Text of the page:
YOU’VE tried myriad times and ways to forgive a person, so now you’re open to anything God might use. Finally, when we’ve tried seemingly everything we come to be ready to face what God has led us to.
Jesus uses the Good Samaritans in our life to reveal the Pharisee within us. What Jesus is getting to, as a central tenet of the Good Samaritan parable, is the hardest thing for our flesh to accept:
… that God is for the person who has hurt us deeply. God is not just for us! God is not a side-taker.
If Jesus were telling us the parable we might expect Him to identify our Samaritan – that person we have a bias against or cannot or will not forgive – and make them the hero of the story. Wow, imagine in our resentment that Jesus is putting the acid on us. That’s not the Jesus of our ego, is it? But He is the real Jesus. Such a good friend, He will trust us enough to challenge us with what we don’t want to hear.
Can we be thankful before God when an ‘enemy’ does a good work in His name?
That’s hard, isn’t it? Anyone who thinks that’s easy has perhaps never been bitterly hurt. If we don’t believe an enemy is capable of such good works as the Samaritan did then we are the ones with the problem. When they do that good work, God will render our bitterness as shame. And we will either be polarised further into our futile corner, or we will be convicted to repent. The latter is always a miracle of God’s grace; a conviction of the Holy Spirit surrendered to.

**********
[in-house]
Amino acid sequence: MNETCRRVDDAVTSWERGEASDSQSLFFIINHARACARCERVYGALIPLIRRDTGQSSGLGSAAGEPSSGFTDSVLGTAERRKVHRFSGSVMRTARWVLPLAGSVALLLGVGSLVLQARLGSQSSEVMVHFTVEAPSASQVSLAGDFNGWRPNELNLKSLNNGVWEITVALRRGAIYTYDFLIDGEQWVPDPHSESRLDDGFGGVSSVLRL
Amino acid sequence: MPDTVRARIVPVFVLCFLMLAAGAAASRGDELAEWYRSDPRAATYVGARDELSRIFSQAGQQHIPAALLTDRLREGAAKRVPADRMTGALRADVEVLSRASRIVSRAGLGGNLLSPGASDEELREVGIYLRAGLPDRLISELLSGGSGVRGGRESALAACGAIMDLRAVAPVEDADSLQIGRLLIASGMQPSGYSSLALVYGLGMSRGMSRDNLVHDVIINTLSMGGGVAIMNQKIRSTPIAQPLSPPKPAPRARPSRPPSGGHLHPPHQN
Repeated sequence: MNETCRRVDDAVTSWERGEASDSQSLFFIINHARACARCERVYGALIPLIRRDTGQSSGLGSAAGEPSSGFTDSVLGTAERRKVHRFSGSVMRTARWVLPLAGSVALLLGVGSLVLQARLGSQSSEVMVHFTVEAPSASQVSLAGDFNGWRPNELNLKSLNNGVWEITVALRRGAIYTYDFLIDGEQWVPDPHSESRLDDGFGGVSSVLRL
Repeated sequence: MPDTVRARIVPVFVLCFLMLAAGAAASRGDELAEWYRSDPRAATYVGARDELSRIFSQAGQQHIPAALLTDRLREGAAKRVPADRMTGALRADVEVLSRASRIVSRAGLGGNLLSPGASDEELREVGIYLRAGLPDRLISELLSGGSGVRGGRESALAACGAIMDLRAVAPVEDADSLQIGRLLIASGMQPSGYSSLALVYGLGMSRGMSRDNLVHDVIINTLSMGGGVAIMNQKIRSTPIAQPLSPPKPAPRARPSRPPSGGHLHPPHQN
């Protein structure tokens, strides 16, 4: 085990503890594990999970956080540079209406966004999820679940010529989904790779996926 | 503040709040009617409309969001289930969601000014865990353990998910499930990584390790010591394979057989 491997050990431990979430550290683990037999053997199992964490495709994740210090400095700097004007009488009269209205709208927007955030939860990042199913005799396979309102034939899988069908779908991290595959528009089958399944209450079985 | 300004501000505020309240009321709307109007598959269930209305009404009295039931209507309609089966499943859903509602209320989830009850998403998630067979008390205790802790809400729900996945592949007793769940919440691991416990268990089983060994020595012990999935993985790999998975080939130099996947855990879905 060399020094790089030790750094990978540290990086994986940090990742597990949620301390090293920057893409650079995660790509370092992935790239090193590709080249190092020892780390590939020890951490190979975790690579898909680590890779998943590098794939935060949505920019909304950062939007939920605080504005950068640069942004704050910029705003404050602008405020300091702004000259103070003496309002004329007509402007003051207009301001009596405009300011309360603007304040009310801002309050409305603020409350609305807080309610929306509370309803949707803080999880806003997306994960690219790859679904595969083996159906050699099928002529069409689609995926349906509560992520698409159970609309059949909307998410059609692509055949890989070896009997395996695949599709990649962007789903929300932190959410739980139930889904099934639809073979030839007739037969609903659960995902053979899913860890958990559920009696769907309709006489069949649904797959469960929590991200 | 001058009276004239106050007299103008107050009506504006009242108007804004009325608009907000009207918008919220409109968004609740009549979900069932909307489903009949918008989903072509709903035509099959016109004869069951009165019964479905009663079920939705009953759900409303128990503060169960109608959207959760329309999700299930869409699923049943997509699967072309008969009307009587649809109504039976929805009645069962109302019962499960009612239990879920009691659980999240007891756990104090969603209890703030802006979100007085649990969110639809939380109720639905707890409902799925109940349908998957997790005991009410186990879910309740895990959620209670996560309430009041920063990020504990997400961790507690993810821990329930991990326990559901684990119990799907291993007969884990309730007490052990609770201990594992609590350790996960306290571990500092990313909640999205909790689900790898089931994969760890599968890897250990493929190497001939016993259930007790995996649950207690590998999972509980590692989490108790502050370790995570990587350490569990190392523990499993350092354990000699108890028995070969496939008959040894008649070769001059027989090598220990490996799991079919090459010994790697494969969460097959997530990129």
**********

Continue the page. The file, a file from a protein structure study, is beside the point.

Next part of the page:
When we’re given the grace to forgive someone who has been a thorn in our side, the road to reconciliation is immediately halfway paved. But because they don’t feel the same compassion, from grace to bitterness we can sometimes slide. We need to acknowledge that our hearts are ever vulnerable.
Bizarre as it is, the Good Samaritan looks far beyond their own prejudice. They look at the half dead person and see not an enemy, but the person’s humanity. They see the person as God sees them. The Good Samaritan is convicted by the Royal Law implicit within him. The Golden Rule stands as its own testimony of his actions.
Forgiveness is easier when we understand God’s justice. He is for both us and them.